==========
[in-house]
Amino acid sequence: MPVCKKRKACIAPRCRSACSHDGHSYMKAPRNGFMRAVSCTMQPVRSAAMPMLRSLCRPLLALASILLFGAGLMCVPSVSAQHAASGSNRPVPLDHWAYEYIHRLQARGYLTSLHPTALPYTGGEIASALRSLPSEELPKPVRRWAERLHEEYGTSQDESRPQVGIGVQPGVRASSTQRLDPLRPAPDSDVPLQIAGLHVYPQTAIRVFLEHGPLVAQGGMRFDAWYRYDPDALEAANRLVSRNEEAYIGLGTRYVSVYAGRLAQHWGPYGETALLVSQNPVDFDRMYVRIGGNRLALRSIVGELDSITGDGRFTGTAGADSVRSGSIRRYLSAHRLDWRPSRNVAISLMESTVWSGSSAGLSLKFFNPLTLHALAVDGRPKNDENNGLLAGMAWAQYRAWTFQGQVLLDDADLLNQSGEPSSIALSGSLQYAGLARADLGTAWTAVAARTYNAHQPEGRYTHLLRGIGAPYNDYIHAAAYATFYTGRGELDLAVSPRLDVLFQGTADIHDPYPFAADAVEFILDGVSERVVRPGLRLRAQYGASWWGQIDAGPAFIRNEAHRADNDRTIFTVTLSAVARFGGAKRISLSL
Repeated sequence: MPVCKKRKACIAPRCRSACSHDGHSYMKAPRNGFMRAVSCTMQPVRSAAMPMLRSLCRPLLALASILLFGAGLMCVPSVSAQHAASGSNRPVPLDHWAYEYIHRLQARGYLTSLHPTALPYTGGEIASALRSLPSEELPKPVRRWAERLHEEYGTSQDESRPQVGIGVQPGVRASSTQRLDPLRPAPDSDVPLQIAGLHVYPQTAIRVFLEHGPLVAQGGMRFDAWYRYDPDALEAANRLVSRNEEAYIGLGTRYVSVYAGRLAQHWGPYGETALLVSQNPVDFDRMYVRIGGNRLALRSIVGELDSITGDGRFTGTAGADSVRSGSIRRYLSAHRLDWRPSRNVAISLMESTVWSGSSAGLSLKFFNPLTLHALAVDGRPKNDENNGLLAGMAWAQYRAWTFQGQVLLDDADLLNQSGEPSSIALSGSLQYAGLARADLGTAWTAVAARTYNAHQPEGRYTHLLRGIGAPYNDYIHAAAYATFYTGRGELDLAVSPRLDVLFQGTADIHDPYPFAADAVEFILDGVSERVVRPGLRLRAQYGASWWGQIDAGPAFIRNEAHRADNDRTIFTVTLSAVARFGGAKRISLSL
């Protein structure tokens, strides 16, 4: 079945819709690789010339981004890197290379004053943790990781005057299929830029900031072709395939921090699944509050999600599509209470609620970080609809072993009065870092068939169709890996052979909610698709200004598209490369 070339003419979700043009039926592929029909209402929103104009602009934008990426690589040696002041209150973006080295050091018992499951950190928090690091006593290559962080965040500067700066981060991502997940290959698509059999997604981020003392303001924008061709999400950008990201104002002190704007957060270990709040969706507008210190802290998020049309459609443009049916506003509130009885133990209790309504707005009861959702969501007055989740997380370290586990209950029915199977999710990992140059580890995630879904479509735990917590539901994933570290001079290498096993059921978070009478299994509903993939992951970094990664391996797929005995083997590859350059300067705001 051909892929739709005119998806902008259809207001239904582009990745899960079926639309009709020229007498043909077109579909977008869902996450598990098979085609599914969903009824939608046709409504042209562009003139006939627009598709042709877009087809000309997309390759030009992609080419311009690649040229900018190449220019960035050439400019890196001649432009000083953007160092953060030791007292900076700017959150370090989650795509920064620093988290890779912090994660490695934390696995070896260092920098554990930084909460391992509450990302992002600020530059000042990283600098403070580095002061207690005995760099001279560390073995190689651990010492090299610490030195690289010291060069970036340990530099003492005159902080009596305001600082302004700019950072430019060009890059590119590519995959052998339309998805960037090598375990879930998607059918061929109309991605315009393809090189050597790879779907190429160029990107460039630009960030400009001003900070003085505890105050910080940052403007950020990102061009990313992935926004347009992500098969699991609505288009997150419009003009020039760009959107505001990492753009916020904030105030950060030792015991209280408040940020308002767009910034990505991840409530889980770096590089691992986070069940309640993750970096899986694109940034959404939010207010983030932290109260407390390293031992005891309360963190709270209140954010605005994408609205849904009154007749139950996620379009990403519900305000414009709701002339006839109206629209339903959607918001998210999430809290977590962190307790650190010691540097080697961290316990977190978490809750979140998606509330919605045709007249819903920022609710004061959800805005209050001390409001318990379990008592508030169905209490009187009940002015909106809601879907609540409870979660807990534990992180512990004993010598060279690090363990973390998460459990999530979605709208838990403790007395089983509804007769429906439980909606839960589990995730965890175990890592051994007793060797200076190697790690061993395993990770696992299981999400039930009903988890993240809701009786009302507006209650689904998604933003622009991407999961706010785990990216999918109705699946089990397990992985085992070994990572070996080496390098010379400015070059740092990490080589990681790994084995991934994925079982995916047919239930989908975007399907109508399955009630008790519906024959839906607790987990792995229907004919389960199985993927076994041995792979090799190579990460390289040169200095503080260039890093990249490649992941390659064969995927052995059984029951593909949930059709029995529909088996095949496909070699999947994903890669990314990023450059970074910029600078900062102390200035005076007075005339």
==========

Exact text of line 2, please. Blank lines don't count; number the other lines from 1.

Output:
Amino acid sequence: MPVCKKRKACIAPRCRSACSHDGHSYMKAPRNGFMRAVSCTMQPVRSAAMPMLRSLCRPLLALASILLFGAGLMCVPSVSAQHAASGSNRPVPLDHWAYEYIHRLQARGYLTSLHPTALPYTGGEIASALRSLPSEELPKPVRRWAERLHEEYGTSQDESRPQVGIGVQPGVRASSTQRLDPLRPAPDSDVPLQIAGLHVYPQTAIRVFLEHGPLVAQGGMRFDAWYRYDPDALEAANRLVSRNEEAYIGLGTRYVSVYAGRLAQHWGPYGETALLVSQNPVDFDRMYVRIGGNRLALRSIVGELDSITGDGRFTGTAGADSVRSGSIRRYLSAHRLDWRPSRNVAISLMESTVWSGSSAGLSLKFFNPLTLHALAVDGRPKNDENNGLLAGMAWAQYRAWTFQGQVLLDDADLLNQSGEPSSIALSGSLQYAGLARADLGTAWTAVAARTYNAHQPEGRYTHLLRGIGAPYNDYIHAAAYATFYTGRGELDLAVSPRLDVLFQGTADIHDPYPFAADAVEFILDGVSERVVRPGLRLRAQYGASWWGQIDAGPAFIRNEAHRADNDRTIFTVTLSAVARFGGAKRISLSL